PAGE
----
The Cantilena Chamber Players/Cantilena Piano Quartet was an ensemble founded and led by Edna Michell that included pianist Frank Glazer, violist Harry Zaratzian, (later Jessie Levine and Phillip Naegele), cellist Paul Olefsky (later Stephen Kates, Marcy Rosen, Hakuro Mori, and Steven Thomas), and mezzo-soprano Elaine Bonazzi.
The ensemble was known for performing well-known masterworks and new music, and reviving lesser-known and forgotten masterworks rediscovered by Michell in libraries, shops, and private collections in Europe and America. These rediscovered works included piano quartets by Sergei Taneyev, Gustav Mahler, Alfred Schnittke, Camille Saint-Saëns, and Vincent d’Indy, among others. Michell inspired over twenty compositions to be written, premiered and recorded by the ensemble including works by Morton Feldman, Lukas Foss, Yehudi Wyner, Herman D. Koppel, Robert Starer, Tzvi Avni, Ben-Zion Orgad and Ödön Pártos. Partos’ was inspired after he and Michell were sitting on a balcony overlooking the Old City of Jerusalem when both were struck by the six o’clock toll of the Christian Church bells and the call of the muezzin. Partos asked Michell what the notes were, and Michell identified them and suggested that Partos begin his new piece with the very same notes. A few months later, Michell received the “Balada for Piano Quartet,” which begins and ends with the notes of the bells. She called Partos to thank him only to learn that he had died three days earlier, just after completing the composition. With a special grant from the Helena Rubinstein Foundation, Michell founded the Helena Rubinstein concerts for performances of contemporary music by Cantilena at major art museums, including the Corcoran Gallery, and the Guggenheim, Hirshhorn, and Tel Aviv Museums. Foss composed “Round A Common Center” for the Cantilena Chamber Players and Yehudi Menuhin for the opening of the Winter Olympics at Lake Placid. A documentary film, “Olympic Overture,” was produced and broadcast on PBS. “Round A Common Center” was later recorded with narration by Orson Welles.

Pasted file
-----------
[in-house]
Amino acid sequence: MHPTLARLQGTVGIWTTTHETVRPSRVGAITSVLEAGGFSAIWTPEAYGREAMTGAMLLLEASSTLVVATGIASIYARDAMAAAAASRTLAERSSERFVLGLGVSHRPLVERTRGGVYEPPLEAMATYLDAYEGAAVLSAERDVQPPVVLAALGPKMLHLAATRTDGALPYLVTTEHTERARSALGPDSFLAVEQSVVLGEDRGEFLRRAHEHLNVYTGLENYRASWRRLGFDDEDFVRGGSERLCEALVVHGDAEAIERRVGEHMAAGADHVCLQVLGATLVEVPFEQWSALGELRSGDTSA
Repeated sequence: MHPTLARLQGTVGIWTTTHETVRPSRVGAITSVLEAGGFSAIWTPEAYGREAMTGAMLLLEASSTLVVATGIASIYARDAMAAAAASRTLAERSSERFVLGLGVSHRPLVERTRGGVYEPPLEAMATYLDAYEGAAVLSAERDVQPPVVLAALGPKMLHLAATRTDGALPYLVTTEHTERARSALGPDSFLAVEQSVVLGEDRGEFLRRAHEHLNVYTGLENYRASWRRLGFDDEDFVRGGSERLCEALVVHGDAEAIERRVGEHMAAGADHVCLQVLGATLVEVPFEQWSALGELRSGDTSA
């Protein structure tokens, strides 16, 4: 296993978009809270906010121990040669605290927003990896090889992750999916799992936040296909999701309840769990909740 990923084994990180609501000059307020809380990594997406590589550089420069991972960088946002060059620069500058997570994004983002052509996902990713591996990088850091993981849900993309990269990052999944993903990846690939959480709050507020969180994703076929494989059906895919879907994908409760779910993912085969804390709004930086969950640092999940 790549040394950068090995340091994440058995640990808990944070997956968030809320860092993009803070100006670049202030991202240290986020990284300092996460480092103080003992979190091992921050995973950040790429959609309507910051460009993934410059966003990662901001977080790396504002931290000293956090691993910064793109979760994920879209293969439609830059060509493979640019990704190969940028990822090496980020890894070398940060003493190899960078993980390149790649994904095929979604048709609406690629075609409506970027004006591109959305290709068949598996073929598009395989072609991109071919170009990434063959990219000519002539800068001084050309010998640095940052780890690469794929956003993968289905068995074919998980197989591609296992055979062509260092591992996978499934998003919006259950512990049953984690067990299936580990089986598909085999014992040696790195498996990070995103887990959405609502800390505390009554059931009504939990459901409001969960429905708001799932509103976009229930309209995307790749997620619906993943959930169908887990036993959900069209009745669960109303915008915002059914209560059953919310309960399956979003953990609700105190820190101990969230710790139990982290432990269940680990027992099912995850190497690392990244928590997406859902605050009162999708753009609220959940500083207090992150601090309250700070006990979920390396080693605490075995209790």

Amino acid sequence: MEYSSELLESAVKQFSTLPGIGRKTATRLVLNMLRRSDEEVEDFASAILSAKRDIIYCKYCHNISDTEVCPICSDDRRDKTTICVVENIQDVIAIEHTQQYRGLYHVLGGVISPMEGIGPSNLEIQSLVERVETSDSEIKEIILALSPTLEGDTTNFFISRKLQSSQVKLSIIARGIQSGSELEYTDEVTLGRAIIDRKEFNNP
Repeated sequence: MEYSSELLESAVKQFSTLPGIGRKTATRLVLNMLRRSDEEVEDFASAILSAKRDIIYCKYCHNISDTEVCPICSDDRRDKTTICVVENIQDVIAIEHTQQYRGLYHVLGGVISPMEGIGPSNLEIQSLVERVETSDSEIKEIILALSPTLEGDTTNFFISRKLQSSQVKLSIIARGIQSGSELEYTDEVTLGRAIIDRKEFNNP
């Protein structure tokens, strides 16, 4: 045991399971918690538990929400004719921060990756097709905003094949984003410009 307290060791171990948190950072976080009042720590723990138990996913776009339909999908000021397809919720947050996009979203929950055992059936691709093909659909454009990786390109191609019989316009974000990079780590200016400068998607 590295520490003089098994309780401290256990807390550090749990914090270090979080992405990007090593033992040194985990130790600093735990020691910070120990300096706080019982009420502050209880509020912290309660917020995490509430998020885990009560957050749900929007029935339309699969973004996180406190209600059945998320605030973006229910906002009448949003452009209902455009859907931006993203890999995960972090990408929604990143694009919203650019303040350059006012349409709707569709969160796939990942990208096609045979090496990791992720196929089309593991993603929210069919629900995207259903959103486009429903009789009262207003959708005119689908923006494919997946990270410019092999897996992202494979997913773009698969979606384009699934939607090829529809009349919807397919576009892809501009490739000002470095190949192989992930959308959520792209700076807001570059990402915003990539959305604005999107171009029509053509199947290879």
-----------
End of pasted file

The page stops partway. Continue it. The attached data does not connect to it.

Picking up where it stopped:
The Cantilena Chamber Players/Cantilena Piano Quartet received major acclaim from critics the world over. They were featured in articles including pieces by Shirley Fleming in Musical America and Harold Schonberg in The New York Times, and were described by Stereo Review as “a first-rate piano quartet.” Politiken praised Cantilena’s “splendid, wonderfully stirring, passionate performances,” and the London Sunday Times described them as “a piano quartet of outstanding quality,” that gave a “breathlessly exhilarating performance.” The Washington Post wrote that “Among the excellent chamber music performances at the Library of Congress, an occasional one positively glitters. Last night’s concert by the Cantilena Chamber Players did just that!”